SAMPLE SHORT FILM SHOT WITH $749 PANASONIC GH2:
FULL FRAME, for ultra-shallow depth of field (and higher budget):
Browse the podcast store DSLR section HERE.
Where to Buy Cameras & Accessories:
CLICK HERE to browse the TV Writer Podcast mini-store’s GH2/GH3 section.
CLICK HERE to browse the TV Writer Podcast mini-store’s DSLR & Video section.
• CLICK HERE to browse selection of LED lighting and audio gear
• CLICK HERE to browse other camera accessories, including camera rigs, LCD field monitors, and more
• CLICK HERE to browse Amazon.com’s full site, but still support the podcast.
OTHER WAYS TO BUY GEAR:
Did you know that online retailers often have the best deals, and you can sometimes get free shipping? If you use the links below, you pay the exact same as you would if you didn’t use them, but a small percentage of your purchase price goes to support the podcast.
BUY GEAR HERE (and support podcast):
Here is a continuously updated list of helpful DSLR & indie filmmaking sites (please add your suggestions to the comments below):
The Big Guns:
cinema5d.com – Massive forum for DSLR filmmakers. You might just interact with Hollywood cinematographers there!
www.hurlbutvisuals.com – tips from ASC cinematographers!
Other Blogs and Sites to Check Out:
blog.vincentlaforet.com – blog of Pulitzer-winning French American photographer.
philipbloom.net/blog – blog of UK-based director/filmmaker Philip Bloom.
Kirk Tuck’s “Visual Science Lab” blog – Look for his articles on LED lighting!
milapse’s YouTube Channel – Amazing timelapses, including HDR (High Dynamic Range) timelapses.
rossching.com – LA-based director, known for his amazing “Eclectic” timelapse videos.
DSLR & FILMMAKING BOOKS:
Please add your book suggestions to the comments below. Buying books through the site helps support the podcast too!
• DSLR Cinema: Crafting the Film Look with Video – Kurt Lancaster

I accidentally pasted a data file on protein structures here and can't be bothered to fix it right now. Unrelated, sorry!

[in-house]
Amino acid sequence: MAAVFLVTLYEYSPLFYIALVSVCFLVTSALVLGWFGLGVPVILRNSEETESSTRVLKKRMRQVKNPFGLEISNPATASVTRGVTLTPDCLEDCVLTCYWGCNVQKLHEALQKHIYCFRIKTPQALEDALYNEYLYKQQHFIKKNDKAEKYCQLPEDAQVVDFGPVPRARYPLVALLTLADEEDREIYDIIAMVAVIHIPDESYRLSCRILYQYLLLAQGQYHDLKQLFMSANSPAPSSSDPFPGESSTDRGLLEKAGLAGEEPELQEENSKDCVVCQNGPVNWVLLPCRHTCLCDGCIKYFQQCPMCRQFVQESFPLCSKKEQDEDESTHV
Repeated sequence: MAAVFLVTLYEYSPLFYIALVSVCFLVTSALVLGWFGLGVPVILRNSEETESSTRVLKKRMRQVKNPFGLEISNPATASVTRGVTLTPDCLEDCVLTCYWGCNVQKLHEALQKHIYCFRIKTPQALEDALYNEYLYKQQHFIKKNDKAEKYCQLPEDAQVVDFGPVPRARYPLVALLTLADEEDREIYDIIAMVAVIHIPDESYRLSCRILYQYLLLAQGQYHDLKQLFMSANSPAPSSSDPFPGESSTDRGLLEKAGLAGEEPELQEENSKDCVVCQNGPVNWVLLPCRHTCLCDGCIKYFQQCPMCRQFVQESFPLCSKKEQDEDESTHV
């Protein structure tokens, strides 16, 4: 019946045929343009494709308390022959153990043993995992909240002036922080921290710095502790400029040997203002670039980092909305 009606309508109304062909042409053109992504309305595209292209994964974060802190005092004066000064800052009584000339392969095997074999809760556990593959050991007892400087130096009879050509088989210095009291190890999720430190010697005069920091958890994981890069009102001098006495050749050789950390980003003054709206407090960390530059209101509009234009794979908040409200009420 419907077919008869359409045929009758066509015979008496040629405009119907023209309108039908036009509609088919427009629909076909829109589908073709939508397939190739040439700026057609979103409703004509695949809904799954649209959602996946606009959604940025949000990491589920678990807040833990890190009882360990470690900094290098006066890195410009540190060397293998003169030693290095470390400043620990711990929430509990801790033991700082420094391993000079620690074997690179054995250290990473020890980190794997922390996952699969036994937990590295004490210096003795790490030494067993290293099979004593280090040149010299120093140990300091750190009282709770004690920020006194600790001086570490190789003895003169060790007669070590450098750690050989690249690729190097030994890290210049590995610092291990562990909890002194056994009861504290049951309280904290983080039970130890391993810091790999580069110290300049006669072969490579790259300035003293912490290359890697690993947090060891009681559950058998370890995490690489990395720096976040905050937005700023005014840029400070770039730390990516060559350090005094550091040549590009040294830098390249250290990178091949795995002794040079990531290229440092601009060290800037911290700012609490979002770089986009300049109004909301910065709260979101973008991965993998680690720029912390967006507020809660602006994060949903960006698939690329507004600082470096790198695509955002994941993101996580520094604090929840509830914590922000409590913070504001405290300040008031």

• From Still to Motion: A photographer’s guide to creating video with your DSLR – James Ball, Robbie Carman, Matt Gottshalk, Richard Harrington
• Mastering HD Video with Your DSLR – Helmut Kraus, Uwe Steinmueller
• Video Shooter, 2nd Edition: Storytelling with HD Cameras – Barry Braverman
• The DSLR Filmmaker’s Handbook: Real-World Production Techniques – Barry Anderson, Janie L. Geyen
• Master Shots: 100 Advanced Camera Techniques to Get an Expensive Look on Your Low-Budget Movie – Christopher Kenworthy
• 101 Top Tips for DSLR Video: Using Your Camera to Make Great Movies – David Newton
• Killer Camera Rigs That You Can Build: How to Build Your Own Camera Cranes, Car Mounts, Stabilizers, Dollies, and More! – Dan Selakovich
• Photocine: Digital Filmmaking with DSLRs – Lou Lesko, Michael Britt, Snehal Patel
• The Filmmaker’s Eye: Learning (and Breaking) the Rules of Cinematic Composition – Gustavo Mercado
Even books relating to still photography are helpful, for learning about lenses, lighting, and camera gear, and to master exposure, composition, close-ups, night photography, high dynamic range (useful for timelapses), and much more.
• Scott Kelby’s Digital Photography Boxed Set – Scott Kelby
• Understanding Exposure, 3rd Edition – Bryan Peterson
• Understanding Close-Up Photography – Bryan Peterson
• Contemporary Landscape Photography – Carl Heilman
• Night Photography: Finding your way in the Dark – Lance Keimig
• Complete Guide to High Dynamic Range Digital Photography – Ferrell McCollough
SELLING STOCK FOOTAGE:
Do you know that you can make thousands of dollars, just by uploading your videos to a stock footage site? If you have general interest videos between 5 and 60 seconds, that are well lit, focused, and shot (preferably on a tripod), you can upload them to a stock footage site. You set the price, and 50% of every sale goes in your pocket. One example… a single 30-second shot of a crowd of people walking made the artist over $60,000!
CLICK HERE for lots more info!